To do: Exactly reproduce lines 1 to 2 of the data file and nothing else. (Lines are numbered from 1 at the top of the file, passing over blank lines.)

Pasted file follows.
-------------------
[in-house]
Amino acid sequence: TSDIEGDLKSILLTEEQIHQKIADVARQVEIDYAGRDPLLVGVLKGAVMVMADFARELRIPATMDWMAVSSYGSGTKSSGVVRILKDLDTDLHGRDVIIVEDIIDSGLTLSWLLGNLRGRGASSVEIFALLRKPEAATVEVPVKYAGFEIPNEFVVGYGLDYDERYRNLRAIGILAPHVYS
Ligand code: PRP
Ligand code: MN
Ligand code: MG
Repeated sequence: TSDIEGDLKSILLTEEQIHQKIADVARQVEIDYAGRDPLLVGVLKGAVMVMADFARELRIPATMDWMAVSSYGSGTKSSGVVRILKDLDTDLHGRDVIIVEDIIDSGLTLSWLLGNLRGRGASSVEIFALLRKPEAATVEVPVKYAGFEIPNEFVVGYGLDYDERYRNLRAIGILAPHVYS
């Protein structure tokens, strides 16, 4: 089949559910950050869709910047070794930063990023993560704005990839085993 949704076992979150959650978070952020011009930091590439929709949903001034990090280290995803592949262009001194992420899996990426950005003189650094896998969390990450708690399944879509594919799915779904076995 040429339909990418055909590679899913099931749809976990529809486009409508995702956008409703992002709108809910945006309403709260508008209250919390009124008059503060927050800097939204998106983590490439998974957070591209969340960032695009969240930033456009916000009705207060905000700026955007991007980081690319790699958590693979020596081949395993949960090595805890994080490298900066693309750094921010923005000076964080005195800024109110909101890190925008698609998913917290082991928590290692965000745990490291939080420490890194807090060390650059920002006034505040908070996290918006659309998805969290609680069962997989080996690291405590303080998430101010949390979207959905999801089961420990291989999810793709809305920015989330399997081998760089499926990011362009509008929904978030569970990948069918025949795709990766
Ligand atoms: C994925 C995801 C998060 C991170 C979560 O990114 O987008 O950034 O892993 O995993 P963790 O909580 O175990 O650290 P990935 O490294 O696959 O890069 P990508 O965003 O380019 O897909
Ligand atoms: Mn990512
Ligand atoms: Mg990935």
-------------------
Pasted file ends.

[in-house]
Amino acid sequence: TSDIEGDLKSILLTEEQIHQKIADVARQVEIDYAGRDPLLVGVLKGAVMVMADFARELRIPATMDWMAVSSYGSGTKSSGVVRILKDLDTDLHGRDVIIVEDIIDSGLTLSWLLGNLRGRGASSVEIFALLRKPEAATVEVPVKYAGFEIPNEFVVGYGLDYDERYRNLRAIGILAPHVYS